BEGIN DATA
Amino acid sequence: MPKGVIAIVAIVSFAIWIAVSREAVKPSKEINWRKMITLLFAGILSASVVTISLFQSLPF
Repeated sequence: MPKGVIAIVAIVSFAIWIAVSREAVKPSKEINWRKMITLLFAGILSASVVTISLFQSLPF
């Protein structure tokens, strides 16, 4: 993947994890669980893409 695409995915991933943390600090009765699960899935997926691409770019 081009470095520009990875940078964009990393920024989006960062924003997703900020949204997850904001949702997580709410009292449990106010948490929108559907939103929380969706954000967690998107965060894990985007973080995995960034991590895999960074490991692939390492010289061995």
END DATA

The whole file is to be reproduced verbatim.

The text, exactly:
Amino acid sequence: MPKGVIAIVAIVSFAIWIAVSREAVKPSKEINWRKMITLLFAGILSASVVTISLFQSLPF
Repeated sequence: MPKGVIAIVAIVSFAIWIAVSREAVKPSKEINWRKMITLLFAGILSASVVTISLFQSLPF
């Protein structure tokens, strides 16, 4: 993947994890669980893409 695409995915991933943390600090009765699960899935997926691409770019 081009470095520009990875940078964009990393920024989006960062924003997703900020949204997850904001949702997580709410009292449990106010948490929108559907939103929380969706954000967690998107965060894990985007973080995995960034991590895999960074490991692939390492010289061995």